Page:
(x^2 + 4y^2+4xy)dy=(2x+4y+1)dx
How do I solve the xy part? Where will it go?
I hav tried substitution.. But its of no use..
What I noticed first is that the DE can be written as:
$\displaystyle (x+2y)^2dy=[2(x+2y)+1]dx$
So the two sides have something in common, but I'm not entirely sure if you can do something with this.
Excellent! And, yes, you can make use of that. Let u= x+2y so that du= dx+ 2dy or dy= (1/2)du- (1/2)dx. That makes the differential equation $\displaystyle u^2((1/2)du- (1/2)dx)= (2u+1)dx$ so $\displaystyle (1/2)u^2du= (2u+ 1/2)dx$ or $\displaystyle u^2du= (4u+1)dx$. That's a separable equation.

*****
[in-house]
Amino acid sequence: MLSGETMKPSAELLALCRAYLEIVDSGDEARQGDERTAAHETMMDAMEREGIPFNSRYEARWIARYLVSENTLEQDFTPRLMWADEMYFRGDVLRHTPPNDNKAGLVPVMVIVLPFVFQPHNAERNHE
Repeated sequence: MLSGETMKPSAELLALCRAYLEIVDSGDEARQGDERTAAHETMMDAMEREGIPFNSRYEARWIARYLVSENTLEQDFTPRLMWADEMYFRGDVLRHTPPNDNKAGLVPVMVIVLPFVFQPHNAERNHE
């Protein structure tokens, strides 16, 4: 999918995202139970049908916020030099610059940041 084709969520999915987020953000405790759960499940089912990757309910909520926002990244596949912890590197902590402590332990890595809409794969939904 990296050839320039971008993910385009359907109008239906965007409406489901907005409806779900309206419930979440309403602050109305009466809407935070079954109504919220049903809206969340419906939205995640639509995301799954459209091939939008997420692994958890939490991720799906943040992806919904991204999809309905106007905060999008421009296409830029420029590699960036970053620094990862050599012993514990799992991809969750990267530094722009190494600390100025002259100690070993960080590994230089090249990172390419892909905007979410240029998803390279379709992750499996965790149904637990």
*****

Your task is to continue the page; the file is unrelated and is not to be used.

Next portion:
$\displaystyle \textbf{x}(u)=u - 2\, \ln\!\left(u + \sqrt{2} + 2\right) - 2\, \ln\!\left(u - \sqrt{2} + 2\right) - \frac{3\, \sqrt{2}\, \ln\!\left(u + \sqrt{2} + 2\right)}{2} + \frac{3\, \sqrt{2}\, \ln\!\left(u - \sqrt{2} + 2\right)}{2}+C$
$\displaystyle \textbf{y}(u) = \frac{1}{2}(u-x)=\ln\!\left(u + \sqrt{2} + 2\right) + \ln\!\left(u - \sqrt{2} + 2\right) + \frac{3\, \sqrt{2}\, \ln\!\left(u + \sqrt{2} + 2\right)}{4} - \frac{3\, \sqrt{2}\, \ln\!\left(u - \sqrt{2} + 2\right)}{4}-\frac{C}{2}$